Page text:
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Putin will build a $48 million luxury hospital for elites as average Russians struggle for healthcare

Putin will build a $48 million luxury hospital for elites as average Russians struggle for healthcare

Vladimir Putin is backing a $48 million health clinic dedicated to senior Kremlin officials and elites in the Russian president’s retinue, a Reuters investigation reported Thursday. The opulent healthcare clinic will open in Moscow at a time when Russian healthcare is in crisis and the disparity in the quality of medical care for Russian oligarchs vs. the country’s ordinary citizens continues to widen.

Russia ranked 119th out of 188 countries in an assessment of the health-related Sustainable Development Goals published in the Lancet medical journal, trailing countries with significantly lower GDP, like Samoa and Tajikistan. And Russia doesn’t fare so well when it comes to life expectancy either: It declined sharply after the fall of the Soviet Union, from 68.4 years in 1991 to 65 years in 2003. Although it’s risen since to 70.46, according to most recent data collected by the World Bank, it still falls below the world average of 71.5.

In April 2015, the Moscow Times reported that between 2005 and 2013, the number of health facilities in rural areas of Russia dropped 75 percent, from 8,249 to 2,085.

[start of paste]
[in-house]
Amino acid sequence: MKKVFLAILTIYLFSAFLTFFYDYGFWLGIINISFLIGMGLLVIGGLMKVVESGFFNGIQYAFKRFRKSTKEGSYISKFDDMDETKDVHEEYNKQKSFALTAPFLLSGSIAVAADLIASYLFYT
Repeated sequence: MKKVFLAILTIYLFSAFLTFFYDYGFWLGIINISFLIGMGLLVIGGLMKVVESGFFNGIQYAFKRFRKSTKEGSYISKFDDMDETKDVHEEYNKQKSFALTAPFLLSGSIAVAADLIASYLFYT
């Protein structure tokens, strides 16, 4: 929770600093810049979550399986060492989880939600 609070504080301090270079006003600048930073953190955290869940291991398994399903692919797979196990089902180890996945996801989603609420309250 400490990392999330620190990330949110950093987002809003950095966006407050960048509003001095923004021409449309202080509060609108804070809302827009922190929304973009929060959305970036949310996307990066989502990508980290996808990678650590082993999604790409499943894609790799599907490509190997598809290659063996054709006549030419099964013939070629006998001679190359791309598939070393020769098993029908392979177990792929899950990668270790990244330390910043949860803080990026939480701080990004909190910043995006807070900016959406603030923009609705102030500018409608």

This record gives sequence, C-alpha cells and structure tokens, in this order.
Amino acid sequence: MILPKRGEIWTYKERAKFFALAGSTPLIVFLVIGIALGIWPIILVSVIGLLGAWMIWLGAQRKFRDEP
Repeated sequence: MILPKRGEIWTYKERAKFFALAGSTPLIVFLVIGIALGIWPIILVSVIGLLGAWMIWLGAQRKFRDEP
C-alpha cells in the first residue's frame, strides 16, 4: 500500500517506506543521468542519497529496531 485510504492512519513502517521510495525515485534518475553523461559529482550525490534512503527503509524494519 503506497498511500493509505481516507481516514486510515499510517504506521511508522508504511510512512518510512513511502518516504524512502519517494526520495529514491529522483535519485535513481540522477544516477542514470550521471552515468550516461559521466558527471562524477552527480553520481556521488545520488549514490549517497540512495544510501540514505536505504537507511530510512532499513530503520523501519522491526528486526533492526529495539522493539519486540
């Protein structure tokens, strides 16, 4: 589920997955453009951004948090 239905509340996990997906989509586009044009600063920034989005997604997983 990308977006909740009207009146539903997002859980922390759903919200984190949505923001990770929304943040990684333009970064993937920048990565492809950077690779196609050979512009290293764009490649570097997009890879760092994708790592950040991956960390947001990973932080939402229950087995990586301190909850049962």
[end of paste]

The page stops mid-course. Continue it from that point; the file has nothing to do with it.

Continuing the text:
“That number includes a 95 percent drop in the number of district hospitals, from 2,631 to only 124, and a 65 percent decline in the number of local health clinics, from 7,404 to 2,561,” the article noted.

Gennady Gudkov, a prominent Putin critic and retired KGB colonel, described the state of Russian healthcare as “tragic.”

“There is outdated and often nonfunctioning equipment, a lack of medicines and hospital beds, and a shortage of medical specialists,” he told Newsweek in November.

The move reflects a concerted effort from the Kremlin to maintain the comfort of elite Russians who find themselves isolated from certain customary luxuries in the wake of crippling sanctions and travel bans instituted by Western governments following Russia’s annexation of Crimea in 2014, according to Reuters.

The new wing may come to be the latest symbol of Russia’s unparalleled divide between its ultra-wealthy and the rest of the country. A 2016 wealth report by Credit Suisse stated that those in the country’s top 10 percent owned nearly 90 percent of all household wealth in Russia.

“This is significantly higher than any other major economic power,” the report stated. “According to our estimates, inequality in Russia is so far above the others that it deserves to be placed in a separate category,” the report added.

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